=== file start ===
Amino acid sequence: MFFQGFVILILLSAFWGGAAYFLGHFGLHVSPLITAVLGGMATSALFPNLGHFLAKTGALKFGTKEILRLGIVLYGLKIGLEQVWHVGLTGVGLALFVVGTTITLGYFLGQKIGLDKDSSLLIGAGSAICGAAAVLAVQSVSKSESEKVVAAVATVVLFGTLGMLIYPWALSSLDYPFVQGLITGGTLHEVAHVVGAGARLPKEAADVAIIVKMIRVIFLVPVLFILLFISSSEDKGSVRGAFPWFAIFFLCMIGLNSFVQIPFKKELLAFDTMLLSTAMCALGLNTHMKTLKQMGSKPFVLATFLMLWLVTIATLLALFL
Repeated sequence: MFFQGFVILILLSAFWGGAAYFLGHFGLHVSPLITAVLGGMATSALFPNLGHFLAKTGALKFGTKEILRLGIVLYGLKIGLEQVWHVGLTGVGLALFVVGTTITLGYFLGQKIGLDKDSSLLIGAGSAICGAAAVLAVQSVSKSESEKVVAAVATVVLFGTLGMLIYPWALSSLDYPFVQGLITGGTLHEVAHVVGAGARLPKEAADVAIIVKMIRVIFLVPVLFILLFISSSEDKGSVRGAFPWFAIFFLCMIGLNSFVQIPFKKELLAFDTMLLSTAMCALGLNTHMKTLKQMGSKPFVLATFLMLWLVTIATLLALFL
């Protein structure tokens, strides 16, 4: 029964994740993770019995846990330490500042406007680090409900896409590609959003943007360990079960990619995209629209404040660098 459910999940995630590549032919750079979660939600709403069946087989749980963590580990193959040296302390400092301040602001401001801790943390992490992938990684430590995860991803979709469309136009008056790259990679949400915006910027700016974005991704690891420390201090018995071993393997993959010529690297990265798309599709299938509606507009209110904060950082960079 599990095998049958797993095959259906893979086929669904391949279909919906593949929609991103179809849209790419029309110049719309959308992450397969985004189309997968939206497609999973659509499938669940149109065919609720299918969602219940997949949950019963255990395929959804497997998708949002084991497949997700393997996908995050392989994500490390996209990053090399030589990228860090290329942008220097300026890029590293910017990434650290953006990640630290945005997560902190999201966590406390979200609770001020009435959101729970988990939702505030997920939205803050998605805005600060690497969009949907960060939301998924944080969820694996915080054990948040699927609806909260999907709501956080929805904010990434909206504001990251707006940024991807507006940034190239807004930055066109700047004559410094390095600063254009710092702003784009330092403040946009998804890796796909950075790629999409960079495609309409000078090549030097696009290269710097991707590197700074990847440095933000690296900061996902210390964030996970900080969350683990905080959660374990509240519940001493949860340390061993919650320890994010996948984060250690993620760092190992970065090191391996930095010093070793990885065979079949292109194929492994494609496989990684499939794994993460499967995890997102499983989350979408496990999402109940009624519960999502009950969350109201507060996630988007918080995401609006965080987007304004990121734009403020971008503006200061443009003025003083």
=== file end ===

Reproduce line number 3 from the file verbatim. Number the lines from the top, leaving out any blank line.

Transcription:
């Protein structure tokens, strides 16, 4: 029964994740993770019995846990330490500042406007680090409900896409590609959003943007360990079960990619995209629209404040660098 459910999940995630590549032919750079979660939600709403069946087989749980963590580990193959040296302390400092301040602001401001801790943390992490992938990684430590995860991803979709469309136009008056790259990679949400915006910027700016974005991704690891420390201090018995071993393997993959010529690297990265798309599709299938509606507009209110904060950082960079 599990095998049958797993095959259906893979086929669904391949279909919906593949929609991103179809849209790419029309110049719309959308992450397969985004189309997968939206497609999973659509499938669940149109065919609720299918969602219940997949949950019963255990395929959804497997998708949002084991497949997700393997996908995050392989994500490390996209990053090399030589990228860090290329942008220097300026890029590293910017990434650290953006990640630290945005997560902190999201966590406390979200609770001020009435959101729970988990939702505030997920939205803050998605805005600060690497969009949907960060939301998924944080969820694996915080054990948040699927609806909260999907709501956080929805904010990434909206504001990251707006940024991807507006940034190239807004930055066109700047004559410094390095600063254009710092702003784009330092403040946009998804890796796909950075790629999409960079495609309409000078090549030097696009290269710097991707590197700074990847440095933000690296900061996902210390964030996970900080969350683990905080959660374990509240519940001493949860340390061993919650320890994010996948984060250690993620760092190992970065090191391996930095010093070793990885065979079949292109194929492994494609496989990684499939794994993460499967995890997102499983989350979408496990999402109940009624519960999502009950969350109201507060996630988007918080995401609006965080987007304004990121734009403020971008503006200061443009003025003083």